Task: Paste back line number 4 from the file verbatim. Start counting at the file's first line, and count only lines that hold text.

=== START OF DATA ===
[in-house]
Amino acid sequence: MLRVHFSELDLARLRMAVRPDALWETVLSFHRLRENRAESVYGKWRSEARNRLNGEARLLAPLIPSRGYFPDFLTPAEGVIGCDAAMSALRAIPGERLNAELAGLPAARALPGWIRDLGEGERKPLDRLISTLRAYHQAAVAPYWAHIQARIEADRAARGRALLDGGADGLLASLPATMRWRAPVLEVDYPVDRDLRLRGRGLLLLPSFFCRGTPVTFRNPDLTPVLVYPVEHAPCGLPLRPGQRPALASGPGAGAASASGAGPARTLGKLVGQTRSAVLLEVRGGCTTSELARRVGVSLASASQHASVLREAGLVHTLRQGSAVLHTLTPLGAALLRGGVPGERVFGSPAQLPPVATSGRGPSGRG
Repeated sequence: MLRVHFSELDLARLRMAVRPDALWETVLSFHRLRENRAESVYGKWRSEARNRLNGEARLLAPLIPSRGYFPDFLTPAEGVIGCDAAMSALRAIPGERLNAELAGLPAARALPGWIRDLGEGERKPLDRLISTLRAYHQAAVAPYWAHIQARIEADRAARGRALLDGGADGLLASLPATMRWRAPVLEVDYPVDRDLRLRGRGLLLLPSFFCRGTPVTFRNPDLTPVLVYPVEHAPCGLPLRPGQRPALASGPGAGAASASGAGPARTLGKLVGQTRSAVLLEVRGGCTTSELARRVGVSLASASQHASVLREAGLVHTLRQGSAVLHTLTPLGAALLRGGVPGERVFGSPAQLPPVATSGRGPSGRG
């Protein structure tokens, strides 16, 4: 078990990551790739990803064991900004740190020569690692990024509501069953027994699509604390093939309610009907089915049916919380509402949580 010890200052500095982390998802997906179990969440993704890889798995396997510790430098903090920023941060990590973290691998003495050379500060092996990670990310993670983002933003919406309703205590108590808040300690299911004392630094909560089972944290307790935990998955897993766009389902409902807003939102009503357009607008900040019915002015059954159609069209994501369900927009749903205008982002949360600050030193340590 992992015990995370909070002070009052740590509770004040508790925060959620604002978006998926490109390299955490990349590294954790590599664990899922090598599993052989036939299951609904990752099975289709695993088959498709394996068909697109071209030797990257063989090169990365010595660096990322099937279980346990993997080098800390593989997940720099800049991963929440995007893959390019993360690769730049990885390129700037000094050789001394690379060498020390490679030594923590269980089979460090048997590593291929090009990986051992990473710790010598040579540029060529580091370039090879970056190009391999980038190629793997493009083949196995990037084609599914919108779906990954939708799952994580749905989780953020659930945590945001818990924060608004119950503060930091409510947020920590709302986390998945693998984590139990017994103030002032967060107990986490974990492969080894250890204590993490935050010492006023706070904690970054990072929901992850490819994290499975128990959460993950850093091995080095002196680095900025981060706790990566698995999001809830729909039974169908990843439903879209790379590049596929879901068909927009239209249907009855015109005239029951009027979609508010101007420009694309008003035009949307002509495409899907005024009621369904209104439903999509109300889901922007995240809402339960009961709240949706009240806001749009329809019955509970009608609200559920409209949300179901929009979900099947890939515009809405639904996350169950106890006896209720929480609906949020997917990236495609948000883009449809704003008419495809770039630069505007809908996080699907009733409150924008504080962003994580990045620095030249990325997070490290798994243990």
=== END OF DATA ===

């Protein structure tokens, strides 16, 4: 078990990551790739990803064991900004740190020569690692990024509501069953027994699509604390093939309610009907089915049916919380509402949580 010890200052500095982390998802997906179990969440993704890889798995396997510790430098903090920023941060990590973290691998003495050379500060092996990670990310993670983002933003919406309703205590108590808040300690299911004392630094909560089972944290307790935990998955897993766009389902409902807003939102009503357009607008900040019915002015059954159609069209994501369900927009749903205008982002949360600050030193340590 992992015990995370909070002070009052740590509770004040508790925060959620604002978006998926490109390299955490990349590294954790590599664990899922090598599993052989036939299951609904990752099975289709695993088959498709394996068909697109071209030797990257063989090169990365010595660096990322099937279980346990993997080098800390593989997940720099800049991963929440995007893959390019993360690769730049990885390129700037000094050789001394690379060498020390490679030594923590269980089979460090048997590593291929090009990986051992990473710790010598040579540029060529580091370039090879970056190009391999980038190629793997493009083949196995990037084609599914919108779906990954939708799952994580749905989780953020659930945590945001818990924060608004119950503060930091409510947020920590709302986390998945693998984590139990017994103030002032967060107990986490974990492969080894250890204590993490935050010492006023706070904690970054990072929901992850490819994290499975128990959460993950850093091995080095002196680095900025981060706790990566698995999001809830729909039974169908990843439903879209790379590049596929879901068909927009239209249907009855015109005239029951009027979609508010101007420009694309008003035009949307002509495409899907005024009621369904209104439903999509109300889901922007995240809402339960009961709240949706009240806001749009329809019955509970009608609200559920409209949300179901929009979900099947890939515009809405639904996350169950106890006896209720929480609906949020997917990236495609948000883009449809704003008419495809770039630069505007809908996080699907009733409150924008504080962003994580990045620095030249990325997070490290798994243990």